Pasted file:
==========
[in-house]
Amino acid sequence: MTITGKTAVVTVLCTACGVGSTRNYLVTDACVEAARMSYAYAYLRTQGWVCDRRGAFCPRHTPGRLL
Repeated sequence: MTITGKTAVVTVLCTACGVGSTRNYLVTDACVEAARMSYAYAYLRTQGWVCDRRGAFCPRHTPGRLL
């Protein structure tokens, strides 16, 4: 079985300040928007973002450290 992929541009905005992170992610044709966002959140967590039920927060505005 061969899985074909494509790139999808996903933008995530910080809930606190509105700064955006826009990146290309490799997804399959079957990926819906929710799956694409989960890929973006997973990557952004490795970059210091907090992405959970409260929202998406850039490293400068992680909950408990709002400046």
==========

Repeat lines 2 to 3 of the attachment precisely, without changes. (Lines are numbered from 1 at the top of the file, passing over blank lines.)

Amino acid sequence: MTITGKTAVVTVLCTACGVGSTRNYLVTDACVEAARMSYAYAYLRTQGWVCDRRGAFCPRHTPGRLL
Repeated sequence: MTITGKTAVVTVLCTACGVGSTRNYLVTDACVEAARMSYAYAYLRTQGWVCDRRGAFCPRHTPGRLL